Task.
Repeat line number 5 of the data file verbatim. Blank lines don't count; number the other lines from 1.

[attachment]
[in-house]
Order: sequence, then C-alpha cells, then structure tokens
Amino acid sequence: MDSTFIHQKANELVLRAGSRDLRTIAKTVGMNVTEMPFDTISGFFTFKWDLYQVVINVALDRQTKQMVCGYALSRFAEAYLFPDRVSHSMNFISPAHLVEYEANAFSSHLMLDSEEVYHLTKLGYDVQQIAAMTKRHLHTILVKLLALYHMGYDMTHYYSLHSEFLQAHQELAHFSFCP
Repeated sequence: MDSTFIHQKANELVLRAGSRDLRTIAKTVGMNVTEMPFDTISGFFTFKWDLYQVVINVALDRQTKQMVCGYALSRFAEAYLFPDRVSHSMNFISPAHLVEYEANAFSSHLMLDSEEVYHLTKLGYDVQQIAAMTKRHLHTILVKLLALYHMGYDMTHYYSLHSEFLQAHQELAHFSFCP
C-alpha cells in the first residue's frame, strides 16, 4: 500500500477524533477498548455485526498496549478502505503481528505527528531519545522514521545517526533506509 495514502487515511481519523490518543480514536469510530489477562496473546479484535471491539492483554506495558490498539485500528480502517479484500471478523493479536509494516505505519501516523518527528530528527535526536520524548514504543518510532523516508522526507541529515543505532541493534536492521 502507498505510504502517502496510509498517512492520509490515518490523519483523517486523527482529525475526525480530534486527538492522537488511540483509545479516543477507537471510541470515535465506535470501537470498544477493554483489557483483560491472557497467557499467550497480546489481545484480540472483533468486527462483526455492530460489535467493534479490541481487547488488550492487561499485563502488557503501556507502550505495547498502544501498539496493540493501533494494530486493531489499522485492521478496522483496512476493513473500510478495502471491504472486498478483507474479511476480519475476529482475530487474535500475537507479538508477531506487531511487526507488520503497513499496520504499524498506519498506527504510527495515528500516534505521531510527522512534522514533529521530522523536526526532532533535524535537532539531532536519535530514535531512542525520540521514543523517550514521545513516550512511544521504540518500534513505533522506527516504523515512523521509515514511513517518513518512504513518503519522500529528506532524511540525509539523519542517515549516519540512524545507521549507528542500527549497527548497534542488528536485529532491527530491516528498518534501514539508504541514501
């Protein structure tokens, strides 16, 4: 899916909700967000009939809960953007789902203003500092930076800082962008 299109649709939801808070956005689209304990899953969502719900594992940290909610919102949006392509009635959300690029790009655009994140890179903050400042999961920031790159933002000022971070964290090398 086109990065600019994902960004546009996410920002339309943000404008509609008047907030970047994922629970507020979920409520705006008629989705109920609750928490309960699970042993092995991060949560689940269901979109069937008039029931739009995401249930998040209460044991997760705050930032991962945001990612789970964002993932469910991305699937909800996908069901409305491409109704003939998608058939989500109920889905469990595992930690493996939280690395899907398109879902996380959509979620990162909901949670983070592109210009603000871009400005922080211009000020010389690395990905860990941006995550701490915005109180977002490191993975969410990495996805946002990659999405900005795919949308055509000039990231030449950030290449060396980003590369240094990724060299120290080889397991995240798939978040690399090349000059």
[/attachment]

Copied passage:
C-alpha cells in the first residue's frame, strides 16, 4: 500500500477524533477498548455485526498496549478502505503481528505527528531519545522514521545517526533506509 495514502487515511481519523490518543480514536469510530489477562496473546479484535471491539492483554506495558490498539485500528480502517479484500471478523493479536509494516505505519501516523518527528530528527535526536520524548514504543518510532523516508522526507541529515543505532541493534536492521 502507498505510504502517502496510509498517512492520509490515518490523519483523517486523527482529525475526525480530534486527538492522537488511540483509545479516543477507537471510541470515535465506535470501537470498544477493554483489557483483560491472557497467557499467550497480546489481545484480540472483533468486527462483526455492530460489535467493534479490541481487547488488550492487561499485563502488557503501556507502550505495547498502544501498539496493540493501533494494530486493531489499522485492521478496522483496512476493513473500510478495502471491504472486498478483507474479511476480519475476529482475530487474535500475537507479538508477531506487531511487526507488520503497513499496520504499524498506519498506527504510527495515528500516534505521531510527522512534522514533529521530522523536526526532532533535524535537532539531532536519535530514535531512542525520540521514543523517550514521545513516550512511544521504540518500534513505533522506527516504523515512523521509515514511513517518513518512504513518503519522500529528506532524511540525509539523519542517515549516519540512524545507521549507528542500527549497527548497534542488528536485529532491527530491516528498518534501514539508504541514501